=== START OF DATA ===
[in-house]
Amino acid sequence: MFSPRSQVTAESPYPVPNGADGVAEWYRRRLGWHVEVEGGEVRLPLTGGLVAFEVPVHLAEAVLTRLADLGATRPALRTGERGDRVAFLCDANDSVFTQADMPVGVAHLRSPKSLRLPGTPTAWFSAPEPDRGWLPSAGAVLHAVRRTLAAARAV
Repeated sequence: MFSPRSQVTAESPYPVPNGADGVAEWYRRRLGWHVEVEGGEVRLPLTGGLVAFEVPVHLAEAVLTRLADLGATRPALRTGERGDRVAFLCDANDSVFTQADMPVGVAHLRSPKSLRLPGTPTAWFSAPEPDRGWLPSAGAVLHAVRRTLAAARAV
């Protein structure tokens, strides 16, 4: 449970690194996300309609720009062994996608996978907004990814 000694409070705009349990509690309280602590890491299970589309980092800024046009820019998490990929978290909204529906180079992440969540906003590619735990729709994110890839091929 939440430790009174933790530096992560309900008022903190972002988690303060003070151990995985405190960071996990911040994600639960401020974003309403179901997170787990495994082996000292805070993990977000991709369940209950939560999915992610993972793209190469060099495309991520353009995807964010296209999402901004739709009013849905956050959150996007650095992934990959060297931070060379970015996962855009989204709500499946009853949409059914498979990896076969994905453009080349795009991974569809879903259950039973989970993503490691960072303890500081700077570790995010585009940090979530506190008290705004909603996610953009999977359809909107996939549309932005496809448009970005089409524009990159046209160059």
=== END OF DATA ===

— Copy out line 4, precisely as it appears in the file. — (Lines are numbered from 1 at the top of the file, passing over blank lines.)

């Protein structure tokens, strides 16, 4: 449970690194996300309609720009062994996608996978907004990814 000694409070705009349990509690309280602590890491299970589309980092800024046009820019998490990929978290909204529906180079992440969540906003590619735990729709994110890839091929 939440430790009174933790530096992560309900008022903190972002988690303060003070151990995985405190960071996990911040994600639960401020974003309403179901997170787990495994082996000292805070993990977000991709369940209950939560999915992610993972793209190469060099495309991520353009995807964010296209999402901004739709009013849905956050959150996007650095992934990959060297931070060379970015996962855009989204709500499946009853949409059914498979990896076969994905453009080349795009991974569809879903259950039973989970993503490691960072303890500081700077570790995010585009940090979530506190008290705004909603996610953009999977359809909107996939549309932005496809448009970005089409524009990159046209160059």